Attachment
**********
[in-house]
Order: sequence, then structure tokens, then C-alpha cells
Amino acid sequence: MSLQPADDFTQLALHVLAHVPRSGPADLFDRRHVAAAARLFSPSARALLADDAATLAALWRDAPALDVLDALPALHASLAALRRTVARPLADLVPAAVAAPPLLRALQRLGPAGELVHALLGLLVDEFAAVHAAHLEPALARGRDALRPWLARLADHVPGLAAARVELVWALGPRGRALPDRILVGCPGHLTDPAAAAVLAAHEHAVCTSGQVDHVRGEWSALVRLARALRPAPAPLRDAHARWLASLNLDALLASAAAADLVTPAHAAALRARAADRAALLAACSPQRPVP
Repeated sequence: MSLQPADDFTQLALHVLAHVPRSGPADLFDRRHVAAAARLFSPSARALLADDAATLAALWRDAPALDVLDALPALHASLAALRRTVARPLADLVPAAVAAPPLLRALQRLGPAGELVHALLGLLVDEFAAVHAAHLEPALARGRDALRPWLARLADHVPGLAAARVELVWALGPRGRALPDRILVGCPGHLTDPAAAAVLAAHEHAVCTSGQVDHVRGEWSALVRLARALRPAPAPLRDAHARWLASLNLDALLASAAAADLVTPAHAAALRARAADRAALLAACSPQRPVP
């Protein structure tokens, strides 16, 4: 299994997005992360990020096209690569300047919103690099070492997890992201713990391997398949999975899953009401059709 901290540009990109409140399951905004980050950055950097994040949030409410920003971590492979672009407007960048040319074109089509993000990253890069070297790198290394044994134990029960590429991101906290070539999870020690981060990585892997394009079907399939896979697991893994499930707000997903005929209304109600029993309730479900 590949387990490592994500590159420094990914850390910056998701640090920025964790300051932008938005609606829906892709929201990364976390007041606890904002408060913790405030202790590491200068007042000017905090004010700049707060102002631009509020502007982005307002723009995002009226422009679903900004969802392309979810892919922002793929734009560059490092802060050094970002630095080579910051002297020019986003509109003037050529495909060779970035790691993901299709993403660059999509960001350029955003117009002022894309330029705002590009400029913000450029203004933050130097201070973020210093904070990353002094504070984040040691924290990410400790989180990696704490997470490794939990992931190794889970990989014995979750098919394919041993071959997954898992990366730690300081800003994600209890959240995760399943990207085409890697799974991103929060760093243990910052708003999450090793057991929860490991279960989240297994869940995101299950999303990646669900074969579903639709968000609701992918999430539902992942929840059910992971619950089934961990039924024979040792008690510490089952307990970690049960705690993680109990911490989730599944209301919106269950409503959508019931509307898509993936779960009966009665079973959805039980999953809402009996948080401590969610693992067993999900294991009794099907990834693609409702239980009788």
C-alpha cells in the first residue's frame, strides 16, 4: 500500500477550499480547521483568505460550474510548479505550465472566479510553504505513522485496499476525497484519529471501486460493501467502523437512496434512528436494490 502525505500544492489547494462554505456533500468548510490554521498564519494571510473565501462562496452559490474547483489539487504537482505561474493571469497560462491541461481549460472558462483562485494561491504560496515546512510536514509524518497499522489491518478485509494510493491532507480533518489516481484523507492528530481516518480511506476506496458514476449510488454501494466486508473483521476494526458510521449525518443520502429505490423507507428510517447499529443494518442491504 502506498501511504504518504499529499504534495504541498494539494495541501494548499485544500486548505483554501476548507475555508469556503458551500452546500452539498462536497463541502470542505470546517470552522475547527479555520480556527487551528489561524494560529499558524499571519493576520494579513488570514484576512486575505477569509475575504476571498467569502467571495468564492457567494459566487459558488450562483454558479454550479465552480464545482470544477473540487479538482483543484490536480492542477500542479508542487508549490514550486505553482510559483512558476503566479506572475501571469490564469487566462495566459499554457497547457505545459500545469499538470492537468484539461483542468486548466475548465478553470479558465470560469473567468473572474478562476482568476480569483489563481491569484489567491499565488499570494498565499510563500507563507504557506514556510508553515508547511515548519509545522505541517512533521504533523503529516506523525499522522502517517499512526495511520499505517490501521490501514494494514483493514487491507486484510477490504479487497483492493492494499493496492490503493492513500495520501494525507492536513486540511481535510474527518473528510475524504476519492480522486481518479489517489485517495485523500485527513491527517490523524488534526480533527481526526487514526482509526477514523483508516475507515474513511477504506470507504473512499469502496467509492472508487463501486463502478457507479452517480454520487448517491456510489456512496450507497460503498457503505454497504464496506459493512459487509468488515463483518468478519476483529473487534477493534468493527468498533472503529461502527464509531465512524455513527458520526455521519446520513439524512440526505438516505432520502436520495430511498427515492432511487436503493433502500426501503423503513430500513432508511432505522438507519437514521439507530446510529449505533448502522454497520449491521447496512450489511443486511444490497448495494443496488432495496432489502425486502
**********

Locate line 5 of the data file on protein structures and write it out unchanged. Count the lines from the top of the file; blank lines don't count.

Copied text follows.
């Protein structure tokens, strides 16, 4: 299994997005992360990020096209690569300047919103690099070492997890992201713990391997398949999975899953009401059709 901290540009990109409140399951905004980050950055950097994040949030409410920003971590492979672009407007960048040319074109089509993000990253890069070297790198290394044994134990029960590429991101906290070539999870020690981060990585892997394009079907399939896979697991893994499930707000997903005929209304109600029993309730479900 590949387990490592994500590159420094990914850390910056998701640090920025964790300051932008938005609606829906892709929201990364976390007041606890904002408060913790405030202790590491200068007042000017905090004010700049707060102002631009509020502007982005307002723009995002009226422009679903900004969802392309979810892919922002793929734009560059490092802060050094970002630095080579910051002297020019986003509109003037050529495909060779970035790691993901299709993403660059999509960001350029955003117009002022894309330029705002590009400029913000450029203004933050130097201070973020210093904070990353002094504070984040040691924290990410400790989180990696704490997470490794939990992931190794889970990989014995979750098919394919041993071959997954898992990366730690300081800003994600209890959240995760399943990207085409890697799974991103929060760093243990910052708003999450090793057991929860490991279960989240297994869940995101299950999303990646669900074969579903639709968000609701992918999430539902992942929840059910992971619950089934961990039924024979040792008690510490089952307990970690049960705690993680109990911490989730599944209301919106269950409503959508019931509307898509993936779960009966009665079973959805039980999953809402009996948080401590969610693992067993999900294991009794099907990834693609409702239980009788």